Arachidonic acid breakdown occurs very soon after the onset of myocardial ischaemia with the liberation of products of the cyclooxygenase pathway. A great deal of research has clarified the role of some of these products in modulating the severity of ischaemia (and reperfusion)-induced arrhythmias and this research has recently been reviewed (Parratt 1987, 1988; Parratt et al. 1987). In summary, it appears that these products are an important biochemical determinant of arrhythmia severity. Some substances probably act as protective 'endogenous antiarrhythmic' agents; the release of others seem to intensify arrhythmia severity. It is the balance of release of these substances that appears to be important. One approach therefore to effective antiarrhythmic therapy might be to alter the balance of eicosanoid release in favour of these protective 'endogenous antiarrhythmic' agents, a concept first discussed by Werner Forster (Forster 1976). The purpose of this present short review is to summarise the available experimental evidence for such an approach. Most of this evidence is pharmacological. A more detailed discussion will be found in the articles referred to above.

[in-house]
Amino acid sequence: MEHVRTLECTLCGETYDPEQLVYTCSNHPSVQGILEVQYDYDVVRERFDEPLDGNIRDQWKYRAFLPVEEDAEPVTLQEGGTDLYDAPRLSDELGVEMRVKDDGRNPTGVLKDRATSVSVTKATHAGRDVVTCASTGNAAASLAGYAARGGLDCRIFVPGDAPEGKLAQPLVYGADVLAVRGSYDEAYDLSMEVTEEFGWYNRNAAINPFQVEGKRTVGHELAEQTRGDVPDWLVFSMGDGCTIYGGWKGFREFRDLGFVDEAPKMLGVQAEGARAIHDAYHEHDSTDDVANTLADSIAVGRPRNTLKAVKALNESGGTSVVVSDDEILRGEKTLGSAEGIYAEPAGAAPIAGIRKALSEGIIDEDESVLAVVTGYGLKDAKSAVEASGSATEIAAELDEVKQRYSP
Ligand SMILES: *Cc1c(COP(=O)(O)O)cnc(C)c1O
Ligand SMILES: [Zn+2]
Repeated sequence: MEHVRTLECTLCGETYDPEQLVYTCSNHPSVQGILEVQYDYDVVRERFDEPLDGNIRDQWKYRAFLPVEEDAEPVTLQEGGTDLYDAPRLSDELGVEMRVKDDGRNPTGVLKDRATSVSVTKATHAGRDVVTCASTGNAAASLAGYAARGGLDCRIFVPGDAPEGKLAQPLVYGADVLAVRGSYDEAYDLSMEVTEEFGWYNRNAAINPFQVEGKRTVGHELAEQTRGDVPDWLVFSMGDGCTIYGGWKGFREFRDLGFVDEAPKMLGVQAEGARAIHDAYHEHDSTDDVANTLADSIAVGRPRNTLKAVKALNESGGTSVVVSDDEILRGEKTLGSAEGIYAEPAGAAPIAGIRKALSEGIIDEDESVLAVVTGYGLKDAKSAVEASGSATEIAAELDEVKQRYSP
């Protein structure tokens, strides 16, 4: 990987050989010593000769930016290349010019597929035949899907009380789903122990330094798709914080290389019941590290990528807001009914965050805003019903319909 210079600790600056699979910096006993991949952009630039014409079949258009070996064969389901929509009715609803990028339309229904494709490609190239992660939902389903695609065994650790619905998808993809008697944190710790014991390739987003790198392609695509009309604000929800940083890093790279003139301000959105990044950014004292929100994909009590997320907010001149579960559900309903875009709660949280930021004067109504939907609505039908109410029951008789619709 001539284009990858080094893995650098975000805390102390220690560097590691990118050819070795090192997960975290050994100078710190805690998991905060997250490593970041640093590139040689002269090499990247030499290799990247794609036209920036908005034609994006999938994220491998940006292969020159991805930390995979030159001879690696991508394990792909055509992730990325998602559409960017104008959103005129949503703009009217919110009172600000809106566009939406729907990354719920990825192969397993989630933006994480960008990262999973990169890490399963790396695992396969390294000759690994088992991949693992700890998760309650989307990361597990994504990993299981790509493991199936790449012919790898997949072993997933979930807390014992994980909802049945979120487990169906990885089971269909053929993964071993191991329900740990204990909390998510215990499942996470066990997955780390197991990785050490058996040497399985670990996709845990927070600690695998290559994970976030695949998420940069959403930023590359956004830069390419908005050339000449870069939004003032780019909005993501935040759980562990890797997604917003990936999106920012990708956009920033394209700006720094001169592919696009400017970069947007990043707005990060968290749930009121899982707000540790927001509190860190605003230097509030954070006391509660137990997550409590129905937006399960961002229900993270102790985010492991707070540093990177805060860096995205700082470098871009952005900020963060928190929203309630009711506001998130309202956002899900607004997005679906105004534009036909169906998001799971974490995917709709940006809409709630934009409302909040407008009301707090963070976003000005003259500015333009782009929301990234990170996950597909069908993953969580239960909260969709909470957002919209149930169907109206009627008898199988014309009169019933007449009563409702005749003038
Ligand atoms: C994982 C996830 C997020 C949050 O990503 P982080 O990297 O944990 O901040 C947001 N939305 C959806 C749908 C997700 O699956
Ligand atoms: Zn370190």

|Journal||Biomedica Biochimica Acta|
|Publication status||Published - dec. 1 1988|
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